Frank Bliss wrote two letters, one to Livy and one to Sam. In each case Sam responded with a line or two on the bottom of Bliss’ letter. The letter to Livy included a draft for $2,424.55 less $10.30 charged for books requested, and a statement of the past six months on old books and uniform sets. “…the sales of which…would easily have been five times or more greater…except for the obstacles and the interruptions to business…through no fault of our own.” Sam answered on or just after this day “What obstacles?—particularly to the single volumes? They have undergone a notable slump.”
Bliss’ second to Sam:
Our mutual friend, Mr. Doubleday of New York, is preparing a publication, I think to be called “Masterpieces of Literature”. He would like to have you represented in the list and is desirous of using the “Jumping Frog” story and also an extract from the “Gilded Age”, page 179 to 187. Had we better let him use those articles? We are under some obligation to him for his prompt permission to use the “Niagara” story in our 23d. volume and inasmuch as I suppose the copyright on “Jumping Frog” is long ago expired, it might seem the graceful thing to grant the privilege. I thought best, however, to have your views about the matter.
Sam answered on or just after this day “I agree with you. Give him the privilege. Statement & check received”
Chatto & Windus’ Jan. 1, 1904 statement to Clemens shows another 3,000 copies of the 3s.6d. TA printed, for a total to date of 15,000 [1904 Financials file MTP].
July 30 Thursday – At Quarry Farm in Elmira, N.Y. Sam wrote to George W. Reeves, real estate agent for Hoyt & Co., N.Y.
I return the interview. It is the usual thing—made up out of whole cloth by the bastard son of a prostitute who wrote it.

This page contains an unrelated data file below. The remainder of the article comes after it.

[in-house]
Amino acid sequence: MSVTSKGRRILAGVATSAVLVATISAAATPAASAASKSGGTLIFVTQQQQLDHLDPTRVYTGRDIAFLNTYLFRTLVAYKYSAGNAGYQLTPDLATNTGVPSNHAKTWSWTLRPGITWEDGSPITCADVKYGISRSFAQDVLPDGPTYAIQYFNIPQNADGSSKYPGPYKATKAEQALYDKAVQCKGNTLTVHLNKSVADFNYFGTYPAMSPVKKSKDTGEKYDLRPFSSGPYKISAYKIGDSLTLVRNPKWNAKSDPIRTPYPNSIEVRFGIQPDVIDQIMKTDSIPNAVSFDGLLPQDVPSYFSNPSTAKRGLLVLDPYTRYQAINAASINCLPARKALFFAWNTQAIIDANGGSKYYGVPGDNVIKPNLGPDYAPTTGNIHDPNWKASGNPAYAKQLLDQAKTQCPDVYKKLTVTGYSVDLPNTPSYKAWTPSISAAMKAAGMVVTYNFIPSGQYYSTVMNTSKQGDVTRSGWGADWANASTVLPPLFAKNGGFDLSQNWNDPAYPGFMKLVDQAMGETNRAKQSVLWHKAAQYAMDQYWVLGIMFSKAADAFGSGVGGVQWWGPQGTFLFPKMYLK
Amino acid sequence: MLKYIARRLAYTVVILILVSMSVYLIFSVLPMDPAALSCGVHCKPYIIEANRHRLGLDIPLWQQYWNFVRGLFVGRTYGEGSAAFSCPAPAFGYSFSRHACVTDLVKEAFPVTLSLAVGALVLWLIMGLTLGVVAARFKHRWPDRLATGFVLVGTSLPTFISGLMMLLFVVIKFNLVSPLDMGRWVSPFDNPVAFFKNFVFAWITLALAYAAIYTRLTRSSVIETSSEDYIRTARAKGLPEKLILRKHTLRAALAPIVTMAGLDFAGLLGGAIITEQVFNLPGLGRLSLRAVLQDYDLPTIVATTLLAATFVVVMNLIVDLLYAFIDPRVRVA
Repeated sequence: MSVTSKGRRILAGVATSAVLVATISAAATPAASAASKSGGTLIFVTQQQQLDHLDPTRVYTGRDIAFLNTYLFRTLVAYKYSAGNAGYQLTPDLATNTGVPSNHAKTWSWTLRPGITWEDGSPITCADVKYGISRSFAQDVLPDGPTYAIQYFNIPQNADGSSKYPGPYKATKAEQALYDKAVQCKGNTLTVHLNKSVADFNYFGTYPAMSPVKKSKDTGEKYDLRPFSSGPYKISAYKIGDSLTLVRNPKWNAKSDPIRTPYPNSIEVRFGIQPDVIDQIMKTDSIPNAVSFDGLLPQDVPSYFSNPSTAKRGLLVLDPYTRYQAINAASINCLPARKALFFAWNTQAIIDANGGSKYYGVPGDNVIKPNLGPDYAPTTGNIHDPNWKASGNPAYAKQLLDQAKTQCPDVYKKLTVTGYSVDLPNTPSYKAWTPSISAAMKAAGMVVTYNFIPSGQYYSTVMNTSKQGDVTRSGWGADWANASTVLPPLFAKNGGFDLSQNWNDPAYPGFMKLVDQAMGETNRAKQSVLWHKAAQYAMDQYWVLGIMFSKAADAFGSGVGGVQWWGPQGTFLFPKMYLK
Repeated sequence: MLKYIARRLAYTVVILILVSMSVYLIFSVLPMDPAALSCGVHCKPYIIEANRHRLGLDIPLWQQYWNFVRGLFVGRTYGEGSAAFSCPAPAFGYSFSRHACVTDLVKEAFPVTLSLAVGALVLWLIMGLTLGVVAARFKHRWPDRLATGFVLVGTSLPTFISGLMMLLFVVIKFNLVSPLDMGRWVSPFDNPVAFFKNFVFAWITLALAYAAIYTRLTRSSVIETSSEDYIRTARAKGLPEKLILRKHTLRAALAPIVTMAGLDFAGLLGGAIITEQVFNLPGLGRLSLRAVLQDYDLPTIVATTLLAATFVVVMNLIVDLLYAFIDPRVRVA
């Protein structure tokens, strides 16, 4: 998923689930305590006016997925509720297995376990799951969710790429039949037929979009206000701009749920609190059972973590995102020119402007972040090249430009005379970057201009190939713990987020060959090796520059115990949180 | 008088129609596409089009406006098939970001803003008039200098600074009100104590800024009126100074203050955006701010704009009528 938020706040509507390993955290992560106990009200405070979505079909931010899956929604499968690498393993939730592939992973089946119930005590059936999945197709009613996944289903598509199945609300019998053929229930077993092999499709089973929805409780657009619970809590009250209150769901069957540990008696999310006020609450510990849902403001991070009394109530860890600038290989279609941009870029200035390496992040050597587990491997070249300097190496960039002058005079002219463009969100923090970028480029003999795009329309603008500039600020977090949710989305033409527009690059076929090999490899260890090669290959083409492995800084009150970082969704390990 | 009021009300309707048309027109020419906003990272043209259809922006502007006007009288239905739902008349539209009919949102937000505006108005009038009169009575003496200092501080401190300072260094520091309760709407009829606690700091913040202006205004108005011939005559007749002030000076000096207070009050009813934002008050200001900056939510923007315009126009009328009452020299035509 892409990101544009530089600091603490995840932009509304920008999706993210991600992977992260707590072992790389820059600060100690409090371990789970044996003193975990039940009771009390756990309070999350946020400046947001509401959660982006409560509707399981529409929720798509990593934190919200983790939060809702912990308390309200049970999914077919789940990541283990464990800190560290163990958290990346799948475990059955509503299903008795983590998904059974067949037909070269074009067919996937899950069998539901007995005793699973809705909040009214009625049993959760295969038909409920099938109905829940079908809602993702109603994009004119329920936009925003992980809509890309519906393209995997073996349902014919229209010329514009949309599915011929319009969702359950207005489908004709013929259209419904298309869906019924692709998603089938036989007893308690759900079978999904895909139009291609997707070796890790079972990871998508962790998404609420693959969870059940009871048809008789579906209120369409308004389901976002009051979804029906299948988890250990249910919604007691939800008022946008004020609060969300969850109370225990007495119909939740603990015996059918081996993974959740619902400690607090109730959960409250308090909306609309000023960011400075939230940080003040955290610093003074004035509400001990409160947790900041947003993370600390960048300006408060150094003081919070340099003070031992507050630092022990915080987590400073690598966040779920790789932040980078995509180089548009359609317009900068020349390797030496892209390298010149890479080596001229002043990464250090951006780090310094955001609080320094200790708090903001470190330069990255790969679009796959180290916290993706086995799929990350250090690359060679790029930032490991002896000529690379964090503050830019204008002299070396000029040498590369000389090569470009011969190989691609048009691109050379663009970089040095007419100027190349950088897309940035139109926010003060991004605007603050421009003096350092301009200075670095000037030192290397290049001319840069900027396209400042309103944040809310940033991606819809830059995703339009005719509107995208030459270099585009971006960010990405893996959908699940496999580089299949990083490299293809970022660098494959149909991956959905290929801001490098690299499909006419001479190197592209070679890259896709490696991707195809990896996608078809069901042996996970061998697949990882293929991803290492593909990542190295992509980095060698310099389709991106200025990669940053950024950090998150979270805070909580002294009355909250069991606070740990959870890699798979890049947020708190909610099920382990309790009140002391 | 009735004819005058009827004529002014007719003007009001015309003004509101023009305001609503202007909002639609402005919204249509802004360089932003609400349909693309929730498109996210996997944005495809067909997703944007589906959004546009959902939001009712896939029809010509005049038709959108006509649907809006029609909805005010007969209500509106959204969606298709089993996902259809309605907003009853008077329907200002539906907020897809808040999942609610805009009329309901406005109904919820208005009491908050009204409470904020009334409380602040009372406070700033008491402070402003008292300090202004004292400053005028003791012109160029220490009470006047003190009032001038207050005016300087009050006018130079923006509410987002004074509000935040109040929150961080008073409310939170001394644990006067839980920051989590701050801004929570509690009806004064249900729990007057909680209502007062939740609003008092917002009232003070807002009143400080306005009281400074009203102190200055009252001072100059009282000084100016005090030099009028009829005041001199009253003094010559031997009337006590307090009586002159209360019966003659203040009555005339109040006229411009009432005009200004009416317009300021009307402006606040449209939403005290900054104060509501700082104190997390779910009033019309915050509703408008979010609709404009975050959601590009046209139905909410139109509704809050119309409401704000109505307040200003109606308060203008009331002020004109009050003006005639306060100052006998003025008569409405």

I enclose receipt for $200—Mr. Gardiner’s third rent-payment.
Also, a note to Mr. Nichols which you can use if you like. It ought to have something libelous added, but I am going away in October, & could not be here to defend the suit. I doubt if he likes me. I said some irreverent things about those Tarrytown estate-milkers that serve in the tax-corral, & I thought he seemed hurt. I thought perhaps he belonged—was one of the official bunco-steerers himself, maybe [MTP]. Note: Charles A. Gardiner had leased the Tarrytown house and would purchase it. It seems strange that Reeves would have shared an interview with Clemens, especially one he found objectionable; the date and nature of it is unknown.
Samuel E. Moffett wrote to Sam.
My Dear Uncle, / I’m asking another little favor. I am anxious for Mary to get out a little more and meet people—she has been so shut up with sickness in the family. She is also interested in art, as you know. John De Witt Warner has put us both up for membership in the National Arts Club, which admits both ladies and gentlemen, but it is necessary to have a second for Mary. Richard Watson Gilder is a member. I think he has met Mary, but I would rather not ask him myself to second her. If you would drop him a line making the request it would be all right, and I should be a thousand times
obliged [MTP]. Note: Sam enclosed Moffett’s letter to Richard Watson Gilder on Aug. 1.
Sam’s notebook: “Am. Pub. Co’s 1/2 yearly check, $ 2414.25. Mailed it to Guaranty Trust & notified Miss Lyon. / Hillcrest 3d month paid (rent) $200.00. Endorsed it to Sue” [NB 46 TS 22].
July 30 on or after – At Quarry Farm in Elmira, N.Y. Sam responded to a July 29 royalties letter sent to Livy by Frank Bliss [MTP]. Note: This is dated July 29 or after by the MTP, but it’s doubtful mail from Hartford to Elmira was delivered the same day, so here it is judged to be July 30 or after.
SLC used mourning border for most letters from Susy’s death on, then from Livy’s death on.